Alan Larkin, Director of Family Law Partners

Family Law Partners specialise exclusively in family law and their Director, Alan Larkin is an alumnus of the university. Alan said:

“We are delighted to be working with the University of Brighton on this project. We see technology as having a pivotal role in the future delivery of family law services, and it is with great excitement that we have teamed up with knowledge engineering specialists from the university to innovate our service. On a personal level, it is also particularly satisfying to be strengthening our existing relationship with our local university and the institution where I undertook my legal training.”

The funding has been awarded through a two-year Knowledge Transfer Partnership (KTP) supported by the Government’s innovation agency, Innovate UK.

The project will be led by Dr John Kingston and supported by Professor Miltos Petridis, both from the university’s School of Computing, Engineering and Mathematics.

Family Law Partners has already been shortlisted for a national award in the ‘Innovation in IT’ category for development of its first commercial software offer, Siaro, and by collaborating with university experts to use technology to streamline elements of the divorce process, they will be further innovating their service to be at the very forefront Family Law provision.

Winner of Best Poster award at AI 2016 conference

The annual BCS conference on Artificial Intelligence (AI-2016), held from 13-15 December in Cambridge, had a significant presence from CEM with two accepted papers; one poster; and Professor Miltos Petridis as one of the Chairs of the conference. The presentations covered the topics of artificial intelligence and legal liability; comparing different learning methods for predicting user behaviour; and using data mining to enhance online advertising.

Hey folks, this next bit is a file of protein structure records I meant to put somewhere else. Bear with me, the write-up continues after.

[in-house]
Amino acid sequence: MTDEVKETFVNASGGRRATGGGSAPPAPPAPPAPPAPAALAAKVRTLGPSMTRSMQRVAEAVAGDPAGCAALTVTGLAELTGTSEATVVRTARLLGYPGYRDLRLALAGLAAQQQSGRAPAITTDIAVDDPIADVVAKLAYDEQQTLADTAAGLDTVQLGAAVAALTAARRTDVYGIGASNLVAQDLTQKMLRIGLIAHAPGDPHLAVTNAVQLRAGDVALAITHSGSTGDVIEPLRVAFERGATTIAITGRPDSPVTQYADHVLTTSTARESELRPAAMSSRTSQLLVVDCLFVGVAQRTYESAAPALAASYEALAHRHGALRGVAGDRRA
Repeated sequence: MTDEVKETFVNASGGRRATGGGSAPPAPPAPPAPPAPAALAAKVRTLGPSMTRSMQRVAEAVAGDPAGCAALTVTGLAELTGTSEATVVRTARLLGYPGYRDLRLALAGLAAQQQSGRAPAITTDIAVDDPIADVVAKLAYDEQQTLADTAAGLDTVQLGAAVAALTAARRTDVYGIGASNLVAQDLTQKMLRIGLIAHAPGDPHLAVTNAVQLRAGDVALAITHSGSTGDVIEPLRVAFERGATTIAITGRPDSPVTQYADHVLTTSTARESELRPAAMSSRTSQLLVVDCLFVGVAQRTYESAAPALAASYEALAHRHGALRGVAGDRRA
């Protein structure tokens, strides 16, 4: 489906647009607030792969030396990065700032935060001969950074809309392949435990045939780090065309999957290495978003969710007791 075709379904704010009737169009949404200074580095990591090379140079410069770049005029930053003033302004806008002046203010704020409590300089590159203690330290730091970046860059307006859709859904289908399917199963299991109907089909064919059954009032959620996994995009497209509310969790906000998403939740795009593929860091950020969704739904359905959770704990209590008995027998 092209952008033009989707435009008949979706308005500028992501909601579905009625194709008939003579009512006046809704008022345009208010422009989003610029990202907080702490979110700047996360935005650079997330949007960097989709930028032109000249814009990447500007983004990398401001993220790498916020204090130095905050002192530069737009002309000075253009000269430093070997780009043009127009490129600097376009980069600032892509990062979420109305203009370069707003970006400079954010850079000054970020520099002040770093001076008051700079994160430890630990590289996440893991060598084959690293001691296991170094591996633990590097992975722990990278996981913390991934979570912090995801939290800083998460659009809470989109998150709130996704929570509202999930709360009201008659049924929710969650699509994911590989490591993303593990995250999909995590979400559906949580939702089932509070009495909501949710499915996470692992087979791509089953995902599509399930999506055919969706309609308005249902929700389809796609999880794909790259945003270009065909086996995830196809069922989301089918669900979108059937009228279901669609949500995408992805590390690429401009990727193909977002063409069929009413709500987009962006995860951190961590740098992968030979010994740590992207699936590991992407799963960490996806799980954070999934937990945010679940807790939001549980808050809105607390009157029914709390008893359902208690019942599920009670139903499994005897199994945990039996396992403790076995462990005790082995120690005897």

Congratulations to the presenters of the accepted papers and poster: Nikolay Burlutskiy, Maria Diapouli, John Kingston and Miltos Petridis. Congratulations also to co-authors Nour Ali, Alexei Chernov, Roger Evans, Andrew Fish and Stelios Kapetanakis. Special congratulations are due to Maria Diapouli and Miltos Petridis for winning the prize for the best poster presentation, chosen by conference delegates.

Maria Diapouli

Maria Diapouli with her poster

AI Poster winners: Maria Diapouli and Miltos Petridis

AI Poster winners: Maria Diapouli and Miltos Petridis

A student startup success story

I’m always impressed when our students are able to combine their academic work at the University of Brighton with work commitments in the outside world. Usually this involves working for others but some of our students set up their own businesses. Thea and Sam are two such students. They have created a website, Share Style, which showcases fashion for real people.




I did a quick Q&A with Thea and Sam to find out more about Share Style and their plans for the future:
1) What courses are you studying and what year are you in? 
We’re studying Digital Media and Computer Science and we’re in the 2nd year.
2) What is Share Style and who is it aimed at? 
Share Style is a shopping and style sharing website; you can discover new brands, share your own style photos and collections; and most importantly shop the clothes you see on real people. The website is open to anyone, in fact a big aim of ours is to encourage people who might not ordinarily get themselves out there on social media to inspire each other and share style tips.
3) How did you come up with the idea for the site?
The initial idea came around because of our own frustrations when shopping online. We were sitting around in our flat one day trying to shop for clothes online, but ended up becoming more and more frustrated by the lack of choice and difficulty finding exactly what we wanted. The solution was simple, create a place where you can browse for clothes and see what they look like on real people!
4) Who does what on the site? 
Sam, who studies computer science handles the web development and infrastructure whereas I (Thea) take care of the design, marketing and PR. We’re lucky that we have a very cohesive skill sets and between the two of us we cover all the areas necessary to build and launch an online startup.
5) What have been the biggest challenges so far? 
Initially the biggest challenge was building the website whilst trying to keep on top of university and holding down part time jobs. There was a huge skill-gap that we needed to get past and it was incredibly time intensive. Since our launch, we’ve ditched the part-time jobs which relieves a little stress but the biggest challenge has been maintaining the marketing and keeping the website stable on a shoestring budget.